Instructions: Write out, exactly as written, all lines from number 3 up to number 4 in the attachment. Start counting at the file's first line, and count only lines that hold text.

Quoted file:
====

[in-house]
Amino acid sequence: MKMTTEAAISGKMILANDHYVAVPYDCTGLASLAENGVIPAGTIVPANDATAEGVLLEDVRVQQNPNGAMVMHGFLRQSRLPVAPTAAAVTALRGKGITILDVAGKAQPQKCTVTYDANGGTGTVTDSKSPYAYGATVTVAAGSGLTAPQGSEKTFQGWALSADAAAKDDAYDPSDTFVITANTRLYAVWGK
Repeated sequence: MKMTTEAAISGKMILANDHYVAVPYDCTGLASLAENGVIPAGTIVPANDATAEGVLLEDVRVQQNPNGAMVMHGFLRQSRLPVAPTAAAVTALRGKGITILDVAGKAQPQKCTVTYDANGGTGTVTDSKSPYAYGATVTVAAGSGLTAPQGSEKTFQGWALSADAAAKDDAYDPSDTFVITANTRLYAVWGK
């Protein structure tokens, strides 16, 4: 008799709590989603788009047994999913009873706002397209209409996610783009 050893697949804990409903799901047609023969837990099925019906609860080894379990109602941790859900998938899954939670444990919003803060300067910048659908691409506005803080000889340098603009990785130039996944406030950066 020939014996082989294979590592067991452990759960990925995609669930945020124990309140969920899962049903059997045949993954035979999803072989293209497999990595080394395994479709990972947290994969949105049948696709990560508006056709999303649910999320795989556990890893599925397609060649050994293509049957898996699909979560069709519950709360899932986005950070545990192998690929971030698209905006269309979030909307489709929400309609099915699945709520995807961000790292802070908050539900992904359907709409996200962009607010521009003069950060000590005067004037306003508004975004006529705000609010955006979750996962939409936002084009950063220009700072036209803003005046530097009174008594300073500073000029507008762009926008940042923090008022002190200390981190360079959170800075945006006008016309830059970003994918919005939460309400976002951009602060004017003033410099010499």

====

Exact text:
Repeated sequence: MKMTTEAAISGKMILANDHYVAVPYDCTGLASLAENGVIPAGTIVPANDATAEGVLLEDVRVQQNPNGAMVMHGFLRQSRLPVAPTAAAVTALRGKGITILDVAGKAQPQKCTVTYDANGGTGTVTDSKSPYAYGATVTVAAGSGLTAPQGSEKTFQGWALSADAAAKDDAYDPSDTFVITANTRLYAVWGK
């Protein structure tokens, strides 16, 4: 008799709590989603788009047994999913009873706002397209209409996610783009 050893697949804990409903799901047609023969837990099925019906609860080894379990109602941790859900998938899954939670444990919003803060300067910048659908691409506005803080000889340098603009990785130039996944406030950066 020939014996082989294979590592067991452990759960990925995609669930945020124990309140969920899962049903059997045949993954035979999803072989293209497999990595080394395994479709990972947290994969949105049948696709990560508006056709999303649910999320795989556990890893599925397609060649050994293509049957898996699909979560069709519950709360899932986005950070545990192998690929971030698209905006269309979030909307489709929400309609099915699945709520995807961000790292802070908050539900992904359907709409996200962009607010521009003069950060000590005067004037306003508004975004006529705000609010955006979750996962939409936002084009950063220009700072036209803003005046530097009174008594300073500073000029507008762009926008940042923090008022002190200390981190360079959170800075945006006008016309830059970003994918919005939460309400976002951009602060004017003033410099010499």